Two city workers fired over residency returned to their jobs this week.
BY AMANDA GARRETT
VINDICATOR TRUMBULL STAFF
WARREN -- One city councilman asked administrators to keep council members better informed about a residency lawsuit after the law department hired an outside firm for assistance.
"As a supporter of city residency I would like to know more about the process," Councilman Alford L. Novak, D-2nd, said at Wednesday night's council meeting.
Law Director Gregory Hicks said he would keep council members informed about the process though he is not obligated to come to them for approval.
Hicks said he hired the Cleveland law firm of Calfee, Halter & amp; Griswold to help the city deal with the "finer points" of Ohio constitutional law that will be required to combat a lawsuit the city is facing.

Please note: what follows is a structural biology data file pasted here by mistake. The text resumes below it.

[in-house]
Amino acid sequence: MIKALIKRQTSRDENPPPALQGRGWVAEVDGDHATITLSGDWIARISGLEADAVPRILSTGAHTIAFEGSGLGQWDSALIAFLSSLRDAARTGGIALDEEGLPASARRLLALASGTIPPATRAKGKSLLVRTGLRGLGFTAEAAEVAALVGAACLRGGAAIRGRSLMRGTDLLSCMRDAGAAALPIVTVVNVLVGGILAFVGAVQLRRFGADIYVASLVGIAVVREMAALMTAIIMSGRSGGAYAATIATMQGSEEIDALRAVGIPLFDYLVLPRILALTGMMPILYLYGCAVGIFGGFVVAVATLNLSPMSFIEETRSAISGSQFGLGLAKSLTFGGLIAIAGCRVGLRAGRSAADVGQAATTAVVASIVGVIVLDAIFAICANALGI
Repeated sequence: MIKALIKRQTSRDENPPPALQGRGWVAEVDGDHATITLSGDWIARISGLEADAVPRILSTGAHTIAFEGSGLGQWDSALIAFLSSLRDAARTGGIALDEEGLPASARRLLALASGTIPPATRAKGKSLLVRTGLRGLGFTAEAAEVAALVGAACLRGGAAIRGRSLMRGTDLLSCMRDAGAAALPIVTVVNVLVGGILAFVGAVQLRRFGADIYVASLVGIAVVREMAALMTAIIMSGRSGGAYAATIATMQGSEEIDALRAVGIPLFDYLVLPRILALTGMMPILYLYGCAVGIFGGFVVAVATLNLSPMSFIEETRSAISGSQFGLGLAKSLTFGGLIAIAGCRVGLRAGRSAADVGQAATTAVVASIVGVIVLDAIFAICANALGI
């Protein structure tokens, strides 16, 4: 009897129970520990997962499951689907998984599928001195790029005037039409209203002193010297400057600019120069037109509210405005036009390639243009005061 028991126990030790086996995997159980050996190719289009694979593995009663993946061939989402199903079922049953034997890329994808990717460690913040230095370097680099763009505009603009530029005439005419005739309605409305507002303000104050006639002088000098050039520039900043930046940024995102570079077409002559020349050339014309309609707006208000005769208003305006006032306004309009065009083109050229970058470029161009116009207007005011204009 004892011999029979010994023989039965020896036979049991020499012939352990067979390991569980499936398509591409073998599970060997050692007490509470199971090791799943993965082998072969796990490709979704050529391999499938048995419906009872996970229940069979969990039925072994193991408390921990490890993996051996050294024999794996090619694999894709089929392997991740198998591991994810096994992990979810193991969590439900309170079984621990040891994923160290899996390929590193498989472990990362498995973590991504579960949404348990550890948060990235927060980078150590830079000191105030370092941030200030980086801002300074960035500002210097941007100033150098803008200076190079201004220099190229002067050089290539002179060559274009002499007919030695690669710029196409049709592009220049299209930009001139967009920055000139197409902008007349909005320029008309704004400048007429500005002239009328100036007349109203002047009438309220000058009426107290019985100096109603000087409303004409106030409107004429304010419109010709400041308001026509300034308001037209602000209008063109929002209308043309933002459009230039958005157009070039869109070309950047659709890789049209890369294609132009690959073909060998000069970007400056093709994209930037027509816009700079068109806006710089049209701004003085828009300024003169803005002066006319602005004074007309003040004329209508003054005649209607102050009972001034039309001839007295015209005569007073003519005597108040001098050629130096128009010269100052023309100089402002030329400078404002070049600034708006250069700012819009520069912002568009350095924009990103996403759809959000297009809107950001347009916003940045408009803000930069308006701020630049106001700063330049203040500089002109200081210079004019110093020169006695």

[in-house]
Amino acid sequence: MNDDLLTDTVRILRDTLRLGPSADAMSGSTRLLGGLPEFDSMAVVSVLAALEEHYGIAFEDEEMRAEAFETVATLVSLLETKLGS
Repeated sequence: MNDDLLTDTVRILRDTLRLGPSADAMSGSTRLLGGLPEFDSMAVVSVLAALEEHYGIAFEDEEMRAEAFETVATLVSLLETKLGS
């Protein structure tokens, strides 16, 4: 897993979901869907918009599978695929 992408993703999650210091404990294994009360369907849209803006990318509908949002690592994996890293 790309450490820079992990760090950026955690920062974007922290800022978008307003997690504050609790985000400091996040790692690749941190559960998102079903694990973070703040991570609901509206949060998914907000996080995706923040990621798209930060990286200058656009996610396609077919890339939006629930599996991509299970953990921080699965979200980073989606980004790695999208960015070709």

The city is not in compliance with the state law that lifts residency requirements for employees of municipalities. Warren's law requires all city workers to live within Warren city limits.
In June, the American Federation of State, County and Municipal Employees Local 74 and Warren Management Association sued the city in county common pleas court, asking that the city's residency law be declared invalid.
In a response to the lawsuit, Hicks contended that the law -- Senate Bill 82 -- violates the Ohio Constitution's home rule amendment, which allows municipalities the right of self-government. Judge Andrew D. Logan has not yet made a ruling on the lawsuit.
In July, city council narrowly passed legislation that would bring Warren into compliance with the law, but Mayor Michael J. O'Brien vetoed the ordinance in September.
One of the legislation's co-sponsors, Councilman Gary Fonce, D-at large, said at the time that he did so to help the city avoid costly legal battles.
Since the mayor's veto, two city safety workers were fired because they moved out of city limits, though the two men were allowed to come back to their jobs until the lawsuit is decided.